So for a patient who is sleeping poorly with anxiety, adding quetiapine at night might be helpful.

Patients who seem to have more problems with motivation and anhedonia can be helped by the addition of aripiprazole.

So though this seems quite an effective strategy, there’s a high side effect burden. And in the controlled trials, the number needed to harm in terms of people dropping out of treatment was only about twice that of the number needed to treat.

So though this is a usual strategy, it’s not particularly well tolerated. And one has to look out for side effects such as sedation, weight gain with quetiapine, and movement disorders and anxiety with aripiprazole.

One thing that I’m sometimes asked is how long should patients stay on this augmentation, combination of treatments if they do respond to the addition of an atypical? The answer is that it’s not very clear at the moment. These studies and literature suggest that often the combined treatment needs to be carried on for several months.

And that’s my experience that if you try and stop the atypical which is what you want to do, relatively quickly, patients will often relapse. So if you are going to withdraw the atypical eventually which is a very reasonable thing to do, go slowly and go carefully watching out for signs of relapse as you go.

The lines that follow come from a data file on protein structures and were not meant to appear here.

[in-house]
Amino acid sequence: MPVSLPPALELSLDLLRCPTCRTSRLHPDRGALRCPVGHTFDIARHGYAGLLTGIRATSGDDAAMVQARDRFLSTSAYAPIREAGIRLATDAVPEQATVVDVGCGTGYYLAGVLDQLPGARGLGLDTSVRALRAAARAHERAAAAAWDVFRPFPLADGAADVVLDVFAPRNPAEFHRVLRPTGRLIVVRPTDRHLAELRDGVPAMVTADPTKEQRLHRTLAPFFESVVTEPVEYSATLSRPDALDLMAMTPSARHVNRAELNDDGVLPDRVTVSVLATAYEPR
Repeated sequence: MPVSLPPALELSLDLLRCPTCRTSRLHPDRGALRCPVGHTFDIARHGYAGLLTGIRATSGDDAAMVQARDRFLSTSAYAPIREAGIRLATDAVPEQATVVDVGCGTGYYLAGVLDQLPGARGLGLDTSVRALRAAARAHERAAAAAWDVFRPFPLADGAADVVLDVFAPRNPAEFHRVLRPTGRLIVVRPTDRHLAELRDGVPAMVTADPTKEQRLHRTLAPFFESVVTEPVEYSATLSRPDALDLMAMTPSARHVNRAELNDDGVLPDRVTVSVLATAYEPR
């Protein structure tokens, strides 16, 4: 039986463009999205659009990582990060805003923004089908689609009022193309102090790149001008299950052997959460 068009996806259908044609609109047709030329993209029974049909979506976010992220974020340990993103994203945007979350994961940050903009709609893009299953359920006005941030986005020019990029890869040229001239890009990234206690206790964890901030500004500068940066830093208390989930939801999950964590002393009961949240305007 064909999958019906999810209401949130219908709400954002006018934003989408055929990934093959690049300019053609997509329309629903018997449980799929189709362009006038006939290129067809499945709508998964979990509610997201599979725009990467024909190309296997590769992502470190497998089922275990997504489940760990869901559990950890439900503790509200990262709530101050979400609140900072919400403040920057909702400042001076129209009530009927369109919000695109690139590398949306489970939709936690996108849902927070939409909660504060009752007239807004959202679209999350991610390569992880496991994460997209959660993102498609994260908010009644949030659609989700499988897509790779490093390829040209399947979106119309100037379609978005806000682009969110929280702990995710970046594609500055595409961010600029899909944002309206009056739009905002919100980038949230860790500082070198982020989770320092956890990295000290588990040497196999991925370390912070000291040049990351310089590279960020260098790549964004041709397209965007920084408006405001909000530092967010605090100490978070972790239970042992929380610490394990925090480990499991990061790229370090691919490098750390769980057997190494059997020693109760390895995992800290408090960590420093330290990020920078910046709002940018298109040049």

I think where a patient has shown a partial response to an antidepressant, it can be better to augment with an atypical antipsychotic at that stage rather than switch. That’s because you don’t want to lose the effect, the partial response which you’ve already obtained with the antidepressant because the patient will feel worse.

Another thing to add is particularly if you want to avoid weight gain, I would avoid mirtazapine with which that’s a major problem and go for something like aripiprazole or bupropion. Just another thing to mention is that bupropion is not licensed in the treatment of depression in the UK where it’s licensed only for the management of smoking cessation.



  1. Gaynes BN, Dusetzina SB, Ellis AR, et al (2012) Treating depression after initial treatment failure: directly comparing switch and augmenting strategies in STAR*D. Journal of Clinical Psychopharmacology, 32: 114–9.
  2. Spielmans GI, Berman MI, Linardatos E, Rosenlicht NZ, Perry A, Tsai AC (2013). Adjunctive atypical antipsychotic treatment for major depressive disorder: a meta-analysis of depression, quality of life, and safety outcomes. PLoS Med 10, e1001403.
  3. Citrome L. The ABC’s of dopamine receptor partial agonists–aripiprazole, brexpiprazole and cariprazine: the 15‐min challenge to sort these agents out. International journal of clinical practice. 2015 Nov 1;69(11):1211-20.
  4. Nelson JC, Papakostas GI (2009). Atypical antipsychotic augmentation in major depressive disorder: a meta-analysis of placebo-controlled randomized trials. American Journal of Psychiatry 166, 980–91.
  5. Pae CU, Wang SM, Han C, Lee SJ, Patkar AA, Masand PS (2015). Quetiapine augmentation for depression: dosing pattern in routine practice. International Clinical Psychopharmacology 30, 54-8.